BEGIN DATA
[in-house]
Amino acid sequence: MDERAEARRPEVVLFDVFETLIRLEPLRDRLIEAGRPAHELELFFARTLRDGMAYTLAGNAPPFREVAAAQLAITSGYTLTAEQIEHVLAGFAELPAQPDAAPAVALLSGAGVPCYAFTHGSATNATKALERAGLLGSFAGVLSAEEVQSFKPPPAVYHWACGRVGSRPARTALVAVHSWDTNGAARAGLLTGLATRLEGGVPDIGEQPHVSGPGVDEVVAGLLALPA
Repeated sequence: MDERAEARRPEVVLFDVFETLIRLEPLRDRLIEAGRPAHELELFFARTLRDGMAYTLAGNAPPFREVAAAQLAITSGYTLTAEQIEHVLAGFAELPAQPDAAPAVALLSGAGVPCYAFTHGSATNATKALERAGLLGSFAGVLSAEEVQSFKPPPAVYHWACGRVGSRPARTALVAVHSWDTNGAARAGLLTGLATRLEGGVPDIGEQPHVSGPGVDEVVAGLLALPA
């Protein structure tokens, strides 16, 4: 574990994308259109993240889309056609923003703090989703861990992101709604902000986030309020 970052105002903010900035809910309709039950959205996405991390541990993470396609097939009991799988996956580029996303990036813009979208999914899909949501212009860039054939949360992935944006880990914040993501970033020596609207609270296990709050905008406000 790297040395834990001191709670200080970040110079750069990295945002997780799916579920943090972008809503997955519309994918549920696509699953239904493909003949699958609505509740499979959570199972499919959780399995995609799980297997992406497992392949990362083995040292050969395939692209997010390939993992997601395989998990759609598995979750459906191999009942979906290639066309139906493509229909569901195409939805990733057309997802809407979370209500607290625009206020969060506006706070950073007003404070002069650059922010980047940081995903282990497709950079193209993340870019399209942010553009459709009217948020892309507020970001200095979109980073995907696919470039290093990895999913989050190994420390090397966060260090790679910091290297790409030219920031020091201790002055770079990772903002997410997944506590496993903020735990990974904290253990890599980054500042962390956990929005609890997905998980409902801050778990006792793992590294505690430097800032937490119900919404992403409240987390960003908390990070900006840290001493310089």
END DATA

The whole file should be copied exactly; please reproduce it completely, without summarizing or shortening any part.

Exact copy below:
[in-house]
Amino acid sequence: MDERAEARRPEVVLFDVFETLIRLEPLRDRLIEAGRPAHELELFFARTLRDGMAYTLAGNAPPFREVAAAQLAITSGYTLTAEQIEHVLAGFAELPAQPDAAPAVALLSGAGVPCYAFTHGSATNATKALERAGLLGSFAGVLSAEEVQSFKPPPAVYHWACGRVGSRPARTALVAVHSWDTNGAARAGLLTGLATRLEGGVPDIGEQPHVSGPGVDEVVAGLLALPA
Repeated sequence: MDERAEARRPEVVLFDVFETLIRLEPLRDRLIEAGRPAHELELFFARTLRDGMAYTLAGNAPPFREVAAAQLAITSGYTLTAEQIEHVLAGFAELPAQPDAAPAVALLSGAGVPCYAFTHGSATNATKALERAGLLGSFAGVLSAEEVQSFKPPPAVYHWACGRVGSRPARTALVAVHSWDTNGAARAGLLTGLATRLEGGVPDIGEQPHVSGPGVDEVVAGLLALPA
């Protein structure tokens, strides 16, 4: 574990994308259109993240889309056609923003703090989703861990992101709604902000986030309020 970052105002903010900035809910309709039950959205996405991390541990993470396609097939009991799988996956580029996303990036813009979208999914899909949501212009860039054939949360992935944006880990914040993501970033020596609207609270296990709050905008406000 790297040395834990001191709670200080970040110079750069990295945002997780799916579920943090972008809503997955519309994918549920696509699953239904493909003949699958609505509740499979959570199972499919959780399995995609799980297997992406497992392949990362083995040292050969395939692209997010390939993992997601395989998990759609598995979750459906191999009942979906290639066309139906493509229909569901195409939805990733057309997802809407979370209500607290625009206020969060506006706070950073007003404070002069650059922010980047940081995903282990497709950079193209993340870019399209942010553009459709009217948020892309507020970001200095979109980073995907696919470039290093990895999913989050190994420390090397966060260090790679910091290297790409030219920031020091201790002055770079990772903002997410997944506590496993903020735990990974904290253990890599980054500042962390956990929005609890997905998980409902801050778990006792793992590294505690430097800032937490119900919404992403409240987390960003908390990070900006840290001493310089």